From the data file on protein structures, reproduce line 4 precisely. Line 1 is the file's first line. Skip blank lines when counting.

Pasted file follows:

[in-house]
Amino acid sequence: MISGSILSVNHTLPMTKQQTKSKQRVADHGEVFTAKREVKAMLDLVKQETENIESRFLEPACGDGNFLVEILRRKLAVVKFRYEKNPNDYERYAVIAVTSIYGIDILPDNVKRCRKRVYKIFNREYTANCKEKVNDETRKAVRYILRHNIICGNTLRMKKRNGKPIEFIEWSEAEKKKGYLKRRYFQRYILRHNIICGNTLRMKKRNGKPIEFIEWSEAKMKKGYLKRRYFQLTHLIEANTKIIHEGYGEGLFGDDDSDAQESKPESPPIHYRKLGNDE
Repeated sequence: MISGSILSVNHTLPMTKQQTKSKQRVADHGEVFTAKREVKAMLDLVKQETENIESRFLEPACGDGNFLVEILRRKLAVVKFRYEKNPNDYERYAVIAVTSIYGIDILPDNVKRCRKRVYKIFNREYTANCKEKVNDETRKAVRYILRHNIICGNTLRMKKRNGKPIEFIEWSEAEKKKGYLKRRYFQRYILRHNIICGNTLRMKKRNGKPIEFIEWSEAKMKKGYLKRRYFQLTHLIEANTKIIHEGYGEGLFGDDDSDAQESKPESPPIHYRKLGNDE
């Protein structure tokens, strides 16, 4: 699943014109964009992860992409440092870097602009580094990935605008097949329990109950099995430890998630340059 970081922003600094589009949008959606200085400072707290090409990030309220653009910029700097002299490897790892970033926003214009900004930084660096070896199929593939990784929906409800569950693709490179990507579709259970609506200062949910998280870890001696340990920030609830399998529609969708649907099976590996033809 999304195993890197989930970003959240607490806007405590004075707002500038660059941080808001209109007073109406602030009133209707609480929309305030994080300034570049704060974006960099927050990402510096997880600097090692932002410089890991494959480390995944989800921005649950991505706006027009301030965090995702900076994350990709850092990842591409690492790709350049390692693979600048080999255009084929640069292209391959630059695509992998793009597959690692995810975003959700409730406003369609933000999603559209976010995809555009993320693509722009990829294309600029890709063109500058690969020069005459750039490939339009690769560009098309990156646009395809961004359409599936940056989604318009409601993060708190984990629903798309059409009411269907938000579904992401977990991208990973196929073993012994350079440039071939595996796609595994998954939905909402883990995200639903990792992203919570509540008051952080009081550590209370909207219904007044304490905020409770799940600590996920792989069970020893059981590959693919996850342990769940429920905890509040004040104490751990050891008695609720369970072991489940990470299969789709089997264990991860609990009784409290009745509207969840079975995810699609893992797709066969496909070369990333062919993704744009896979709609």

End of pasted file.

């Protein structure tokens, strides 16, 4: 699943014109964009992860992409440092870097602009580094990935605008097949329990109950099995430890998630340059 970081922003600094589009949008959606200085400072707290090409990030309220653009910029700097002299490897790892970033926003214009900004930084660096070896199929593939990784929906409800569950693709490179990507579709259970609506200062949910998280870890001696340990920030609830399998529609969708649907099976590996033809 999304195993890197989930970003959240607490806007405590004075707002500038660059941080808001209109007073109406602030009133209707609480929309305030994080300034570049704060974006960099927050990402510096997880600097090692932002410089890991494959480390995944989800921005649950991505706006027009301030965090995702900076994350990709850092990842591409690492790709350049390692693979600048080999255009084929640069292209391959630059695509992998793009597959690692995810975003959700409730406003369609933000999603559209976010995809555009993320693509722009990829294309600029890709063109500058690969020069005459750039490939339009690769560009098309990156646009395809961004359409599936940056989604318009409601993060708190984990629903798309059409009411269907938000579904992401977990991208990973196929073993012994350079440039071939595996796609595994998954939905909402883990995200639903990792992203919570509540008051952080009081550590209370909207219904007044304490905020409770799940600590996920792989069970020893059981590959693919996850342990769940429920905890509040004040104490751990050891008695609720369970072991489940990470299969789709089997264990991860609990009784409290009745509207969840079975995810699609893992797709066969496909070369990333062919993704744009896979709609």